Testing Twitter's Methods of Restricting Blocked Links and Domains

Following the publication of a story in the New York Post regarding an allegedly leaked hard drive and email inbox from Vice President Joe Biden’s son, Hunter, Twitter has blocked users from directly linking to the story in either tweets or direct messages. In fact, Twitter has even restricted alternate methods to access the story, such as through link shorteners and cached copies of the story.

This is not the first time that Twitter has gone to lengths to restrict the spread of particular links and domains on its site, notably through its actions against the DDOSecrets site following their publication of leaked materials from American police departments, and foreign disinformation campaigns that Twitter has removed from its platform. But how far do they go to block these various sites? We did a brief experiment in trying to tweet links to various methods of accessing these three blocked links — the Hunter Biden story, DDOSecrets, and the Russian-orchestrated NAEBC disinformation site — to see what methods Twitter has used to restrict their spread.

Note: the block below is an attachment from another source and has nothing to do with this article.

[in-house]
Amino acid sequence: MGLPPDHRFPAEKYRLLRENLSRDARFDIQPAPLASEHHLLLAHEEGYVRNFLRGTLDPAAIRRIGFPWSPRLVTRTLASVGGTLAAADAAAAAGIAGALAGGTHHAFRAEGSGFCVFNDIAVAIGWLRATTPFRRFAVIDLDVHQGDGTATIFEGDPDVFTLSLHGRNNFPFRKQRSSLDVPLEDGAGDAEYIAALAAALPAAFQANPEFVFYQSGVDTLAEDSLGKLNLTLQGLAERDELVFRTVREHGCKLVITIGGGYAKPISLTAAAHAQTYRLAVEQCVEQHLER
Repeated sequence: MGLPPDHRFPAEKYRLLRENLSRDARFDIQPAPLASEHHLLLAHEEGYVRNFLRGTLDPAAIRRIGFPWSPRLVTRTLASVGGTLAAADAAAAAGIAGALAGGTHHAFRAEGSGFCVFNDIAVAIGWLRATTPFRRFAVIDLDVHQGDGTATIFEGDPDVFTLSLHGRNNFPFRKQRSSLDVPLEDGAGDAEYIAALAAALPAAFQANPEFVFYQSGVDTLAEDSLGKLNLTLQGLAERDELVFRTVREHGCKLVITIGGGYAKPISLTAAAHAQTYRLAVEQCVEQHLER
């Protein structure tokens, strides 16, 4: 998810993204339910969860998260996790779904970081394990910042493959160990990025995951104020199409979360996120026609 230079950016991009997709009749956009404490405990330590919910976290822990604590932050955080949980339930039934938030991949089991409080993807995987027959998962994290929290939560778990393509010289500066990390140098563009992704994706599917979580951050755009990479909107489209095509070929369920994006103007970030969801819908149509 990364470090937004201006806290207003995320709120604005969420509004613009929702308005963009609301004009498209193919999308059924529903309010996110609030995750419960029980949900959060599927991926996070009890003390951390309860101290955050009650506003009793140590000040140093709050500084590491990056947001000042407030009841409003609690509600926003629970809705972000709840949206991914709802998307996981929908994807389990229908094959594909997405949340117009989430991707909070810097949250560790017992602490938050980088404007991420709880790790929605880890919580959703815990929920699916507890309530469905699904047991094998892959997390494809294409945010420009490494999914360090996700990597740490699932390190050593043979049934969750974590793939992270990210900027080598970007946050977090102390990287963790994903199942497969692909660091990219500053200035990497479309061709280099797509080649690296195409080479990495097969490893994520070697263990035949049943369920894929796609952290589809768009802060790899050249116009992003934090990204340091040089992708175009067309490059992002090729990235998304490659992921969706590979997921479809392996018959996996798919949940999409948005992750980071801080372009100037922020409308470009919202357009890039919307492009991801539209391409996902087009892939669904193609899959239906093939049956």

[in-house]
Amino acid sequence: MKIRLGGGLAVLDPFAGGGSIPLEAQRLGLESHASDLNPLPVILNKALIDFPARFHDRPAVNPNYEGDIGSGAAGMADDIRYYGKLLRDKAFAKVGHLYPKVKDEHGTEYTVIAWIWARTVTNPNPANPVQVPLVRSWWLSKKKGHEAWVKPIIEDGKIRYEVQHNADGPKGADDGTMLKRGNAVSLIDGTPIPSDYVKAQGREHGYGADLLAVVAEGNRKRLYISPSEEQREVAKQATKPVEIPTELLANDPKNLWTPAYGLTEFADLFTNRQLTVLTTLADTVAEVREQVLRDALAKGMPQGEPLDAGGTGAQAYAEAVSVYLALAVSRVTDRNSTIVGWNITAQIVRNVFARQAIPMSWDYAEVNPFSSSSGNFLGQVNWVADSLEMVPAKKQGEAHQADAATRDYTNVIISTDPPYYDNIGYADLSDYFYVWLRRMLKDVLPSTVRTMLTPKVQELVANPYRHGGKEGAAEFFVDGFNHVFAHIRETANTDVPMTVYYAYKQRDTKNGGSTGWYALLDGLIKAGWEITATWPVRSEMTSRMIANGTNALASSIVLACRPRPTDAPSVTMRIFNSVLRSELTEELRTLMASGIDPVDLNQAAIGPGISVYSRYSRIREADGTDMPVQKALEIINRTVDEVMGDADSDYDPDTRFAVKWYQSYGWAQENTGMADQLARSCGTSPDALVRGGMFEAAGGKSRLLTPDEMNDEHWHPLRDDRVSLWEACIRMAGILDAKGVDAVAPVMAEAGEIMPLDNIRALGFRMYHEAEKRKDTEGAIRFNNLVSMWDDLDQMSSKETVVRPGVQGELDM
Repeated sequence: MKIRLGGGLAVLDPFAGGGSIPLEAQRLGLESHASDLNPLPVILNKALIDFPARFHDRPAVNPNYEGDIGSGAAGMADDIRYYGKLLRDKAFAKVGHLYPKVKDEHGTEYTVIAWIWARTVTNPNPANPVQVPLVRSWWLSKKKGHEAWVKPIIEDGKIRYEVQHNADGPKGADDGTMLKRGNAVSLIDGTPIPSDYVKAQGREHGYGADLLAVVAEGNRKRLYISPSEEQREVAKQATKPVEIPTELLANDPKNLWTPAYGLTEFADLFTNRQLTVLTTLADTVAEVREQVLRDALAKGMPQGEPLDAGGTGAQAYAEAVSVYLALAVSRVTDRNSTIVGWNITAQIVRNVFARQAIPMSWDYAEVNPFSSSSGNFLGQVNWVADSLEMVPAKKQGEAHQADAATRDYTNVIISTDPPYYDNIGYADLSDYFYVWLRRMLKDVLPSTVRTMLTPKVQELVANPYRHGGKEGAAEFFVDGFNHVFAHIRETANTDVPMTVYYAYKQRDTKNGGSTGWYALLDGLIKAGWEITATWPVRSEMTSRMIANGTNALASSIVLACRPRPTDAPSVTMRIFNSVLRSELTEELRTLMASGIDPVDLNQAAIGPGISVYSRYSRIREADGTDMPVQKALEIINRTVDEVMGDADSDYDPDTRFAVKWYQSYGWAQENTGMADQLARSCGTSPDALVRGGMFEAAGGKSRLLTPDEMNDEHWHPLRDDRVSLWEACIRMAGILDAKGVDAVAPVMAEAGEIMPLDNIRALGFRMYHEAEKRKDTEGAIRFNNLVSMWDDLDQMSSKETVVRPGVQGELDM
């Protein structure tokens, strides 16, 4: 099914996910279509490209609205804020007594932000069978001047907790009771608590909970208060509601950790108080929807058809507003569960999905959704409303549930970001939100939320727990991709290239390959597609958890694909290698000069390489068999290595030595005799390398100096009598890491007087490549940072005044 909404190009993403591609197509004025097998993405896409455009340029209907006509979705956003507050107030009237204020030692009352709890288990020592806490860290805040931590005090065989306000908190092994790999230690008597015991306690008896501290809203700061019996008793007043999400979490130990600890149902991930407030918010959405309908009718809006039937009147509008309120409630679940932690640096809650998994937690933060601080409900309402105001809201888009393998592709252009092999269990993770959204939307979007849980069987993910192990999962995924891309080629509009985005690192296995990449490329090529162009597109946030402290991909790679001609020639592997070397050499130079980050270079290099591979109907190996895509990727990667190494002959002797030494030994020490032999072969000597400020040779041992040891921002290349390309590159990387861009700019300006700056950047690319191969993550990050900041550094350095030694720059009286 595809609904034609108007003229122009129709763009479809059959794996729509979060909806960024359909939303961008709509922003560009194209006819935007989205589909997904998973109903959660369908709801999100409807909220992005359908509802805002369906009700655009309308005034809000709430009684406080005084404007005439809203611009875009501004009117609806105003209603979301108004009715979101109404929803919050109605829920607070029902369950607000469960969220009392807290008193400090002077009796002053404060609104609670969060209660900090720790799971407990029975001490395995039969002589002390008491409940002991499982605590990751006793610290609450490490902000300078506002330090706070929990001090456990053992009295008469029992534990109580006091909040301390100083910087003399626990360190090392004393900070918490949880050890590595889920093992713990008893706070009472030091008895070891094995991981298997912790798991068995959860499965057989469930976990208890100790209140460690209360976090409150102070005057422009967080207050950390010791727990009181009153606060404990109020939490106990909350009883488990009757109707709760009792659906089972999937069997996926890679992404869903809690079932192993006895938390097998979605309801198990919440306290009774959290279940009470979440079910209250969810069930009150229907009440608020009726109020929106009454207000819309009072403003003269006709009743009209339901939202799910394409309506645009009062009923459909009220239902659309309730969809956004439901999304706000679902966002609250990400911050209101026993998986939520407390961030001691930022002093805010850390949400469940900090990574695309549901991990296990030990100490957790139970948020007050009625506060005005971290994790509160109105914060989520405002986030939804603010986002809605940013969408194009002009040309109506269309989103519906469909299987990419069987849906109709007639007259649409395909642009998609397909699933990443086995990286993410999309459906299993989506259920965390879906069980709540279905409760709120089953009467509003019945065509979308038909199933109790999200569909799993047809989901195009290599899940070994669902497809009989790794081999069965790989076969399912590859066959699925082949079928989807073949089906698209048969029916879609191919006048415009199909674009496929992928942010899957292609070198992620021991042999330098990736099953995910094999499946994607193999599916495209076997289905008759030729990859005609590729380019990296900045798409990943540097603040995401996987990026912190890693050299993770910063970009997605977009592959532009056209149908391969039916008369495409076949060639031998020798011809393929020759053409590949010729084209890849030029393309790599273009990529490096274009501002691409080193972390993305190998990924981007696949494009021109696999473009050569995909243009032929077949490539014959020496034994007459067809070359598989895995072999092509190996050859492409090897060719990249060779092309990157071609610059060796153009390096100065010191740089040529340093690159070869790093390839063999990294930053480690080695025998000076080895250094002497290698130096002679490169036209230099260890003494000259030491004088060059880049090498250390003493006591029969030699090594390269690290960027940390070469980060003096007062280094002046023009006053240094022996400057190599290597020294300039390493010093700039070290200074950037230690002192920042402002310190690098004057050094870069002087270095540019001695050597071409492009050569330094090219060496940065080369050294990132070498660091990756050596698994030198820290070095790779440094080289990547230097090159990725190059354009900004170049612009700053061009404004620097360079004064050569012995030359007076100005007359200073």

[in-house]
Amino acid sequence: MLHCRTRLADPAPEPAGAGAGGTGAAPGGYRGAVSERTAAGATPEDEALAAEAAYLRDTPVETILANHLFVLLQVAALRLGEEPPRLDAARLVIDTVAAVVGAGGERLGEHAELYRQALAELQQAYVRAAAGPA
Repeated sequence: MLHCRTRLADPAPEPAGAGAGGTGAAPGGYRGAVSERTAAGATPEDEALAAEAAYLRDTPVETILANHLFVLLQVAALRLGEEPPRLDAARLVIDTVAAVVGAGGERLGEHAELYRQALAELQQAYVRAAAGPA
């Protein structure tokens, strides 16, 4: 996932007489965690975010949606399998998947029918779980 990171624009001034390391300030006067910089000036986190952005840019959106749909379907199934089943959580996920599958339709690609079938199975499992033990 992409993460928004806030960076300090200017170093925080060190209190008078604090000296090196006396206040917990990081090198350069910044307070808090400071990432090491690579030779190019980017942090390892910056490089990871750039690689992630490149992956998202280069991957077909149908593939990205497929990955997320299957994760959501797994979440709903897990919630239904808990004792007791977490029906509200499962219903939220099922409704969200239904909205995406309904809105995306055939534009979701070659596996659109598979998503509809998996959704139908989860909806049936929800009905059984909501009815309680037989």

Our mini-experiment shows that Twitter has been more restrictive to the Hunter Biden story than in two of the other well-known cases of politically-motivated domain blocking. With the NY Post story, Twitter automatically recognizes and blocks shortened links, while with NAEBC and DDOSecrets, these shortened links were either allowed or given a tepid warning. However, archived copies — for now — can still be used to bypass Twitter’s restrictions with all of these links.

  • Hunter Biden Story:  https://nypost.com/2020/10/14/email-reveals-how-hunter-biden-introduced-ukrainian-biz-man-to-dad/
  • NAEBC:  https://naebc.com/
  • DDOSecrets: https://ddosecrets.com

“Blocked” Error Message

“May Be Unsafe” Error Message